The romance lacks chemistry, and the villain lacks bite. It seems embarrassed to be a musical, failing to embrace the necessary ineffable daydreaminess. Somehow even more cartoonish as live-action.
Like a theme-park mounting of the 1991 cartoon, or the blandified pop version of an enchanting signature character tune. A watered-down pastiche of itself.
A wonderful mythology of demons and demigods. A heroine who embodies the bold spirit of her people. Another sweet, funny, exciting triumph from Disney.
The showstopping central musical number is a glorious anthem to female power and ability… and so, in fact, is the whole wonderful movie. Disney is finally getting it. (new DVD/VOD US/Can)
Why do slasher movies make us laugh in the instant after we jump and scream? When comedy works, it’s for the same reason that horror does: It surprises us, and laughter and screams emanate from that same primitive lizard part of our brains, one that reacts before we can think.
A moviegoing pal of mine calls it ‘Disney goosebumps,’ the awestruck, think-I’m-gonna-cry feeling evoked when the alchemy works and image and music fuse with your imagination and longing to transport you to another world.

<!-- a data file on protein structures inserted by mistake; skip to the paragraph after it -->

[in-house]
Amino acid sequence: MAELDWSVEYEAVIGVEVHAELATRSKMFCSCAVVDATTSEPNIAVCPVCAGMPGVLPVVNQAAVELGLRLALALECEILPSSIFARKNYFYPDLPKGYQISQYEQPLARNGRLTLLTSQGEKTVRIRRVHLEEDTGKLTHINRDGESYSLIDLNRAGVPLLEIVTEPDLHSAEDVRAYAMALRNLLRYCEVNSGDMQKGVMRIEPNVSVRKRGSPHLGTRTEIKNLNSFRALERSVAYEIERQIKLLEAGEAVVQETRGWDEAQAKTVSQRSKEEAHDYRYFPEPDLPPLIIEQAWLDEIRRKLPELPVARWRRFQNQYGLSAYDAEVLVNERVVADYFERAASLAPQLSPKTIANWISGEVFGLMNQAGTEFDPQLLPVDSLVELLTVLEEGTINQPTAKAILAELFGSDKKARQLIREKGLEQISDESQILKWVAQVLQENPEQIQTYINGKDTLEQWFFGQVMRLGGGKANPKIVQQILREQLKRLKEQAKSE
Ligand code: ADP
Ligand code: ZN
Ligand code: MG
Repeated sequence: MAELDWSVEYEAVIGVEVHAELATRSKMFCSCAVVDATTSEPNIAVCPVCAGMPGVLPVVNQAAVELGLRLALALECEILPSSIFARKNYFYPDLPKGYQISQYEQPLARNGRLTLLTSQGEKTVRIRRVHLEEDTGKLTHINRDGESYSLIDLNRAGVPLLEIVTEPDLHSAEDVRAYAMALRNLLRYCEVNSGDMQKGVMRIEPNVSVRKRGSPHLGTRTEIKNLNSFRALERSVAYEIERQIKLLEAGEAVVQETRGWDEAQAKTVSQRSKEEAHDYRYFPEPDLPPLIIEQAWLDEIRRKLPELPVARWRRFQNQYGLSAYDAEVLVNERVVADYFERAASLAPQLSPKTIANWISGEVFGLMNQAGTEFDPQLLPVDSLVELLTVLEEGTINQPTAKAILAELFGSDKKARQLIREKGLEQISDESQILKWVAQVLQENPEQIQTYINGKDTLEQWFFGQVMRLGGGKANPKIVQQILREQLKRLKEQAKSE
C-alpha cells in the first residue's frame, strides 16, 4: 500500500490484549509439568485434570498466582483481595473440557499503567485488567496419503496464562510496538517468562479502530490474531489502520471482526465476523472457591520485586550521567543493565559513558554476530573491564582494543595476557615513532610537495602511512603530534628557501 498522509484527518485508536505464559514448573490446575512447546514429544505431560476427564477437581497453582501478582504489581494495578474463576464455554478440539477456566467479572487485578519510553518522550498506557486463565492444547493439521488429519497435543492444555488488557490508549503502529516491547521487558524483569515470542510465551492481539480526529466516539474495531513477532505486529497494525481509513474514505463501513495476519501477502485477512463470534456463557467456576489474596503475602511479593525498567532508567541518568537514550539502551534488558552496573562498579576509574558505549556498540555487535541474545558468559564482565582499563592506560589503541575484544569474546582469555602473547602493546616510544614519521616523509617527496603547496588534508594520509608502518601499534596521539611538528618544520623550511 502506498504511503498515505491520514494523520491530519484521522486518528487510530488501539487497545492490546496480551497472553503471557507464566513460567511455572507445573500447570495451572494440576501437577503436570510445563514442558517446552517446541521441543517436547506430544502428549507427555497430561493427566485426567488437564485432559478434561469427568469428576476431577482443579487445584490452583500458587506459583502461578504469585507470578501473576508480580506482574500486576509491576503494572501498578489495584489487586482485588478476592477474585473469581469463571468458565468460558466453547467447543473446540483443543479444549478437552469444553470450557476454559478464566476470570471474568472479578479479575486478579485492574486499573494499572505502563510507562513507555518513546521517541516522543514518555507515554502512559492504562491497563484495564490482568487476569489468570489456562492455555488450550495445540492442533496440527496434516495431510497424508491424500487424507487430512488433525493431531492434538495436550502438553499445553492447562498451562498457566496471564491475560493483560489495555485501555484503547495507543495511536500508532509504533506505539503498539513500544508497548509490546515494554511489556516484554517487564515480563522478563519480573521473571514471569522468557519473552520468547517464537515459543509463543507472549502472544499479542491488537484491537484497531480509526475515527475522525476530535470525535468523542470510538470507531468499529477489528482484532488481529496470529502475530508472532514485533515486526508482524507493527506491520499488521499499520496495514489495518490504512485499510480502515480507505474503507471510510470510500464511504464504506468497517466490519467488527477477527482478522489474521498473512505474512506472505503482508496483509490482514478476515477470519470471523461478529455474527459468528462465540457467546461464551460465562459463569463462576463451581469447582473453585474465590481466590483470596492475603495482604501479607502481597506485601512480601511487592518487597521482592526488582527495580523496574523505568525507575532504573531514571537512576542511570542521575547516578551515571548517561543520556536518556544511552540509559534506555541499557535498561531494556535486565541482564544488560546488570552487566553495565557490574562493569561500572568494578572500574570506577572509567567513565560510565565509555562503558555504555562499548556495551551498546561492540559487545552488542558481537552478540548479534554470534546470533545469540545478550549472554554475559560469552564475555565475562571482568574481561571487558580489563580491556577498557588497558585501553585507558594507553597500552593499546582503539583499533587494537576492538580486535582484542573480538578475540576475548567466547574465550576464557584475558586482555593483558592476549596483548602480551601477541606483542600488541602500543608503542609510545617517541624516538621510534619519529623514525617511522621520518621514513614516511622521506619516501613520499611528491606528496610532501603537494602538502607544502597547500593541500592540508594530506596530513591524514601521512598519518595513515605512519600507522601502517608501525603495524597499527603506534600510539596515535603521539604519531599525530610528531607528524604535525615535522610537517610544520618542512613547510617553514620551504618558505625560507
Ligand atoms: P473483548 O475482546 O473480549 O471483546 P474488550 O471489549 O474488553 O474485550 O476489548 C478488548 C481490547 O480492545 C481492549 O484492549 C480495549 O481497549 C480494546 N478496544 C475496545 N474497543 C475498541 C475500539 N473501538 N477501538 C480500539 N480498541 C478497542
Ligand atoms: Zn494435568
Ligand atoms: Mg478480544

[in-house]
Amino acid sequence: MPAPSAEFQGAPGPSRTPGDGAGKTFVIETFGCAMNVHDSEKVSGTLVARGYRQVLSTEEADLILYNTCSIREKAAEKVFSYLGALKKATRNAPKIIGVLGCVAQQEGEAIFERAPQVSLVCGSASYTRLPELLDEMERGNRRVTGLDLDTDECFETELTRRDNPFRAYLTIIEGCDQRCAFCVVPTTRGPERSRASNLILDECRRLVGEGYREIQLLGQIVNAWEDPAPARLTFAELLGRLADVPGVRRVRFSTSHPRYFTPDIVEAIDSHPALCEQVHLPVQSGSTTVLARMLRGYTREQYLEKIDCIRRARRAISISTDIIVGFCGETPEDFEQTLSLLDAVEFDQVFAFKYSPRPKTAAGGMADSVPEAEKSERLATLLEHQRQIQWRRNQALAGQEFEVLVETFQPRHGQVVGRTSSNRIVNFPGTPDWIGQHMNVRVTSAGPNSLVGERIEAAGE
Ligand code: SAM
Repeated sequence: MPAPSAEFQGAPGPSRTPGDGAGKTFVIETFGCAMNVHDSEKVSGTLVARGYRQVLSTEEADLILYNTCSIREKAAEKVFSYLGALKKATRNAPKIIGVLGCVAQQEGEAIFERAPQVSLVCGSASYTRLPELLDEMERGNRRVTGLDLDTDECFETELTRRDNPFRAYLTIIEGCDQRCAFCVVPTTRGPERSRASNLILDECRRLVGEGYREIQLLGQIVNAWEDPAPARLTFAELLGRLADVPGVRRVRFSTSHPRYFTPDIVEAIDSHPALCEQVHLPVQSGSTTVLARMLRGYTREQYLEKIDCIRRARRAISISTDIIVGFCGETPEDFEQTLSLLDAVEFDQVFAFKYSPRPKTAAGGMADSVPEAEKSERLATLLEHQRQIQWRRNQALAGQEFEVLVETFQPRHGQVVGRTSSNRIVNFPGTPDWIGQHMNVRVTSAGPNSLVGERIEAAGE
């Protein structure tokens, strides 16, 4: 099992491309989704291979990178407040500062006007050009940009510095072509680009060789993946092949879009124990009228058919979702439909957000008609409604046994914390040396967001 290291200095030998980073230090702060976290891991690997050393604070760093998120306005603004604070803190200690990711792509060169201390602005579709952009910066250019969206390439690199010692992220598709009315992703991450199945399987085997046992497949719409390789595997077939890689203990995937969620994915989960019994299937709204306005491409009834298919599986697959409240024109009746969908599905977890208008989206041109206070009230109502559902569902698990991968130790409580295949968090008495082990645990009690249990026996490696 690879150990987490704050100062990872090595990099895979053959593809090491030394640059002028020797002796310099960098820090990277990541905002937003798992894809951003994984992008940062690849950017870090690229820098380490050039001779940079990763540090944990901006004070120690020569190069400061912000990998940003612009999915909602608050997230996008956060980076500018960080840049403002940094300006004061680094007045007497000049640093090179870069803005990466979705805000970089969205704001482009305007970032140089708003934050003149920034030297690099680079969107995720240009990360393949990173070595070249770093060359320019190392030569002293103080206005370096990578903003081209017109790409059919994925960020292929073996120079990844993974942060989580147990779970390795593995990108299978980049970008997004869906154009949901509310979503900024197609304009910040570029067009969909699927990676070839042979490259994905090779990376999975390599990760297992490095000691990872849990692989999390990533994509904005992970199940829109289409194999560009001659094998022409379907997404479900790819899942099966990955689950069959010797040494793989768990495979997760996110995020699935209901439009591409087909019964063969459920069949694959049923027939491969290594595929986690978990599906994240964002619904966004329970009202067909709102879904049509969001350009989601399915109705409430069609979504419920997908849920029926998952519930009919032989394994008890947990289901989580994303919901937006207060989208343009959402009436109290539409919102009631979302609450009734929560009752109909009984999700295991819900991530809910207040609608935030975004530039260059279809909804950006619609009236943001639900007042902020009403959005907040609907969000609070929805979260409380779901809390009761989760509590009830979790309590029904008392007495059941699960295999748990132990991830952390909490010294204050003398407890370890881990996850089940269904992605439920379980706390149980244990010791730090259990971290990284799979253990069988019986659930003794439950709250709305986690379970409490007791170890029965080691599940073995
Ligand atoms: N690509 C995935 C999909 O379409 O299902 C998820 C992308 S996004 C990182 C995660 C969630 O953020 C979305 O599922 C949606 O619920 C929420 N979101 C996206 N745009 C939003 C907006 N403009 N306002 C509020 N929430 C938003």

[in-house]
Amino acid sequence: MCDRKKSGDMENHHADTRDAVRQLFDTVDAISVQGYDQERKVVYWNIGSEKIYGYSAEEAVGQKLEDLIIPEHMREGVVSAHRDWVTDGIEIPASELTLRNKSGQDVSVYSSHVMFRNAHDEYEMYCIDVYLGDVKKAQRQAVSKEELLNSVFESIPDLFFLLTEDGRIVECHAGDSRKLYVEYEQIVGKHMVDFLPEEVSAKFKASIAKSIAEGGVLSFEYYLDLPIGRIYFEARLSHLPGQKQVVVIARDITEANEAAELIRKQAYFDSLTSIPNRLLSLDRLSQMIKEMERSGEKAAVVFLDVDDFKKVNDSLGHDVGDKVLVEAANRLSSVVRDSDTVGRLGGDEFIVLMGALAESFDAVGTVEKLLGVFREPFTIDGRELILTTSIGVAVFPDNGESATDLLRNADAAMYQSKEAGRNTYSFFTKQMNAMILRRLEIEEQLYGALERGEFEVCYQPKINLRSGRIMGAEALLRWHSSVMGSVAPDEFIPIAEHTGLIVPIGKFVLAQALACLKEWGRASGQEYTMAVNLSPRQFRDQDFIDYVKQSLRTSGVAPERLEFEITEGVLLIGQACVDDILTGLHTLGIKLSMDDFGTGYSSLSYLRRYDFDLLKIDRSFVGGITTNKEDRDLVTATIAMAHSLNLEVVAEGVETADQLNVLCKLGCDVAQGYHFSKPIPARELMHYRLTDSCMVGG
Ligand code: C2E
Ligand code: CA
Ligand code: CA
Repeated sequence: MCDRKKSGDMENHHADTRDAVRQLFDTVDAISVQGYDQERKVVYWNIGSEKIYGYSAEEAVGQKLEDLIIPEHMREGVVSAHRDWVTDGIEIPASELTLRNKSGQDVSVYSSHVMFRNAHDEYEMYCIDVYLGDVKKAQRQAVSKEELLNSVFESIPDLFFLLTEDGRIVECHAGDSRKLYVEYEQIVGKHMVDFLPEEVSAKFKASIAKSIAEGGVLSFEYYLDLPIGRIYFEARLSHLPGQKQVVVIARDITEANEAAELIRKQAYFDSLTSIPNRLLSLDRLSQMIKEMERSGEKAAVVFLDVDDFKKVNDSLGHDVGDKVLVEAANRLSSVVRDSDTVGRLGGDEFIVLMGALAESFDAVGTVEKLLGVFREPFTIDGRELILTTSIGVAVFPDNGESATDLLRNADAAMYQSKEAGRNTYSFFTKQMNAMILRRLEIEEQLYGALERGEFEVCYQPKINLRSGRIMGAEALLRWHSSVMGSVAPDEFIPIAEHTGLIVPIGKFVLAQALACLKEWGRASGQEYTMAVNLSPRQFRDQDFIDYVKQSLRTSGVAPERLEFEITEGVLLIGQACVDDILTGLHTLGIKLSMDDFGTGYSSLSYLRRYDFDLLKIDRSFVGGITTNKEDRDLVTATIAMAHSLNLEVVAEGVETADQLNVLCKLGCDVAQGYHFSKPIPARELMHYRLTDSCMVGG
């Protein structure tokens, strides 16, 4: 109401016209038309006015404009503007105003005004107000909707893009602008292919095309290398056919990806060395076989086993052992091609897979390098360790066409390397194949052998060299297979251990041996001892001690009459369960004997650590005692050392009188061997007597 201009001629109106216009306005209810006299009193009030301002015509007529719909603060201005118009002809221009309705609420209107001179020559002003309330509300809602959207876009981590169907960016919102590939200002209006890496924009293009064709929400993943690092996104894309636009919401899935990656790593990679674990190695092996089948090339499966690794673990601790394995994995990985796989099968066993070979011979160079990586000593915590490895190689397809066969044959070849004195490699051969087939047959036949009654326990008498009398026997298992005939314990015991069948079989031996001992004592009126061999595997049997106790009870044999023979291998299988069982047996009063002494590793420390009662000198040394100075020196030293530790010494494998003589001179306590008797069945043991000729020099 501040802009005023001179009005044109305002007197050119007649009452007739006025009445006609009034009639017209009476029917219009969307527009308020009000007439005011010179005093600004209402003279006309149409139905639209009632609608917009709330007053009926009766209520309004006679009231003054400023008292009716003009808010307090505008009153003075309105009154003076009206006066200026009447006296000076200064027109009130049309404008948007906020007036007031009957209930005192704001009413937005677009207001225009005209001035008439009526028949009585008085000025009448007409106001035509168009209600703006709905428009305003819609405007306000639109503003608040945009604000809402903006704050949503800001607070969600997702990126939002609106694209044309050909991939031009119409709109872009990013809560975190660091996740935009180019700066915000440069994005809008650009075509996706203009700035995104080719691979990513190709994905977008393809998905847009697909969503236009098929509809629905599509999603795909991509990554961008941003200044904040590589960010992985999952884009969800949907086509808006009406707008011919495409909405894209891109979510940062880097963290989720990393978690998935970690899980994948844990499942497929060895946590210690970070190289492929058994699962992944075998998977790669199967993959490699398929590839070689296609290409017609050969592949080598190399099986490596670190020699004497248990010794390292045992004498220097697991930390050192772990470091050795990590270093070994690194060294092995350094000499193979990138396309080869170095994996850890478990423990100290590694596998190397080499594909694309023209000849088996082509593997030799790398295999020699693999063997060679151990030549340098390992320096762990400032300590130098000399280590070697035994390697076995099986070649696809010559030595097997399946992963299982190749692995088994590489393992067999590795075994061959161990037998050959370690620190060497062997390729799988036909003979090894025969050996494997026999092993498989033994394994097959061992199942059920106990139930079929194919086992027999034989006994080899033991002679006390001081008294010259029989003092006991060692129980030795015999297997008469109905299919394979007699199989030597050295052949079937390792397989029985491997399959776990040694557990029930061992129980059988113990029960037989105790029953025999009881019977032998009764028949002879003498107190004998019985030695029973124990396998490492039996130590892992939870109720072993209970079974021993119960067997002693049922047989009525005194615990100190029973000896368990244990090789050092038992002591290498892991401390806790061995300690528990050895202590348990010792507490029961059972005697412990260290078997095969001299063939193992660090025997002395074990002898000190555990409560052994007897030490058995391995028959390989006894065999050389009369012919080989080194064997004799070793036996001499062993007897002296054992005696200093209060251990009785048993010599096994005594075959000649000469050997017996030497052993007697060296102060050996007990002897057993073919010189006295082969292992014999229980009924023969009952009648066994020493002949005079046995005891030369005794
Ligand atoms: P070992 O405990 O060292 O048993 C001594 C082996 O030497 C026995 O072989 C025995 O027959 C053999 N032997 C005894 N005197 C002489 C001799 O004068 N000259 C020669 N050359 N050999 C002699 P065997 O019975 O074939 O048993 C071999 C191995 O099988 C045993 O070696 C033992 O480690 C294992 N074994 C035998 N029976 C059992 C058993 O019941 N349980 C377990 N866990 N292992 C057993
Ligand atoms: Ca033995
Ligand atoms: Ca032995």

Did I say what a tremendous impact this film had on me? I remember the first time I saw it, during its initial release, at a sold-out late-night showing, not a child in sight, and I was not the only adult sniffling back tears of joy, thunderstruck by the sheer wonderfulness of this movie. And that feeling came rushing back, times ten, when I saw the film again in IMAX.
Damn! Mulan is thisclose to being not just a brilliant animated film, but a brilliant film, period. It has a dramatic story, a heroine who kicks butt, a villain who kicks butt, a square-jawed hero with a not-so-nice side, and some of the most sweepingly gorgeous visuals since Beauty and the Beast. But Mulan is dragged down by insipid songs that feel tacked on and silly, inappropriate sidekicks and secondary characters.